Prostate Cancer Can Take a Toll on a Relationship

by | Cancer, For Men, For Women

Prostate cancer is the second, most common cancer that African American men can experience in their lifetime.  The exact cause is not known, but risk factors are well documented and a major one is family history.  It is imperative for all black men to determine if the disease runs in their family.  This can be difficult because older, black men, in the past, have refused to discuss this cancer with their sons.  We must abandon this very poor behavior and thinking.  A fat-laden diet, obesity, and diabetes may play a role in developing prostate cancer.

A diagnosis of prostate cancer in q sexually active man, of any age, can have a detrimental effect on the relationship with a significant other.  Some men become depressed, feel incomplete, or permanently wounded.  Early diagnosis, a good education, and a great partnership can overcome a pending troublesome relationship.  Life can be saved and a sex life can be restored with early diagnosis.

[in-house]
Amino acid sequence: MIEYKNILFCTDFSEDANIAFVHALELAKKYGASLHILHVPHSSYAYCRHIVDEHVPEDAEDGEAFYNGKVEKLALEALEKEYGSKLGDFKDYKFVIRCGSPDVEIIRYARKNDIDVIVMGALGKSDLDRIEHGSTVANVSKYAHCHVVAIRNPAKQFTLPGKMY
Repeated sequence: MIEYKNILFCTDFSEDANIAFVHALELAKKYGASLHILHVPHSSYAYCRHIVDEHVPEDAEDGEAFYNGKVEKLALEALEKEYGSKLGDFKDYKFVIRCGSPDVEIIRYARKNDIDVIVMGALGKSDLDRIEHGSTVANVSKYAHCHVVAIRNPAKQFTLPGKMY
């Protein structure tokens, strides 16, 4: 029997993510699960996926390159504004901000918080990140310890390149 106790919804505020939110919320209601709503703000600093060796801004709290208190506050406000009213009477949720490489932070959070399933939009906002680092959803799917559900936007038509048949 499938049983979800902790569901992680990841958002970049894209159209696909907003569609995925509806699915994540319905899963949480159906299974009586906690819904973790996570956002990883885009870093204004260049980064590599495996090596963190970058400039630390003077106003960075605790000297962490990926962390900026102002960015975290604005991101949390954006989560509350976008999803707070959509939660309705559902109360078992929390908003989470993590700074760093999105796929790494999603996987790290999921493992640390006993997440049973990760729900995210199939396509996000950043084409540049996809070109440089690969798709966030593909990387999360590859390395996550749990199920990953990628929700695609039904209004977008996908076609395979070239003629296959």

Ladies, encourage your man to get a PSA test and prostate check.

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Thaddeus J. Bell, MD
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Thaddeus J. Bell, MD

Founder

I am Dr. Thaddeus John Bell, closing the gap in health disparities for African Americans and the underserved.

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